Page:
In an effort to be liked or simply avoid conflict, we might be going too easy on people when they let us down at work. But there is a difference between making mistakes and just not respecting obligations. In an article for Forbes, Margie Warrell shares tips for making people shape up and take accountability for their actions.
In the first place, be direct about what it is you want and expect from employees—you cannot get upset with people for misinterpreting your vague edicts. Get specific and ask employees to repeat back to you what it is they think you are asking. If they do end up letting you down, at least hear their side of the story and consider if you could have said or done more to help them. In any case, articulate the impact of what it means when they have let you down. For instance, your trust in the person has probably decreased, and perhaps the project schedule is now hindered, etc. After that, reset expectations and make it clear that you expect to see improvement next time. Reward the positive and coach the negative in people’s delivery where you see it.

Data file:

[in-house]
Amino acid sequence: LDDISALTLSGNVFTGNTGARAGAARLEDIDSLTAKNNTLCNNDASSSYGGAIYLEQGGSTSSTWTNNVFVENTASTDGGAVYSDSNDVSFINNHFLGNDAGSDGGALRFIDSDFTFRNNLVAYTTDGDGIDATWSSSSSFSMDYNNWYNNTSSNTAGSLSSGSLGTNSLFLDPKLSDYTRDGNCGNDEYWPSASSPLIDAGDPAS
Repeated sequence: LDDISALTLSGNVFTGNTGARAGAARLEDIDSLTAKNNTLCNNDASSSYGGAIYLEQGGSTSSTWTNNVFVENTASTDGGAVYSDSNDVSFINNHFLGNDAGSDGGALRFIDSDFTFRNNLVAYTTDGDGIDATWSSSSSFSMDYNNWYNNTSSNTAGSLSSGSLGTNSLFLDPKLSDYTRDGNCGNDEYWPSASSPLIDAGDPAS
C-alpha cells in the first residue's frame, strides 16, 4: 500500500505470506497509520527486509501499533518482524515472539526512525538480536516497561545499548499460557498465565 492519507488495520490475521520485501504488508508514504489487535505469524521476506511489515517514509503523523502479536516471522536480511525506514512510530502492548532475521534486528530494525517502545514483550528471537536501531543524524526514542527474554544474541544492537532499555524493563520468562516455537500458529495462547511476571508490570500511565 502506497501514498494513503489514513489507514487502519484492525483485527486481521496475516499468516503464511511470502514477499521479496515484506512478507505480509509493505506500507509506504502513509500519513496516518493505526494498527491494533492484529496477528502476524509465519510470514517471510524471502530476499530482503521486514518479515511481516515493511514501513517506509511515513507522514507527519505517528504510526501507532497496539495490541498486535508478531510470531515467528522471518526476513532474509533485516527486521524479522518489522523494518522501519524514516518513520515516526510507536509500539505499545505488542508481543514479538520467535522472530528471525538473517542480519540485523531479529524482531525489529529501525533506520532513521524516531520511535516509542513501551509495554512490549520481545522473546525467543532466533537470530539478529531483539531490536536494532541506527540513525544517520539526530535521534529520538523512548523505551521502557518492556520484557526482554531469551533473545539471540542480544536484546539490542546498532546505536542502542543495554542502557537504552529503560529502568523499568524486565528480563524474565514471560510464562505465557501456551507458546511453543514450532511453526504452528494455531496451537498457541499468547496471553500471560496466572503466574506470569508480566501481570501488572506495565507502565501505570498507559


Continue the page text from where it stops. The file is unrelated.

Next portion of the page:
You can view the full article here: http://www.forbes.com/sites/margiewarrell/2015/06/18/what-to-do-when-people-break-their-promises-2/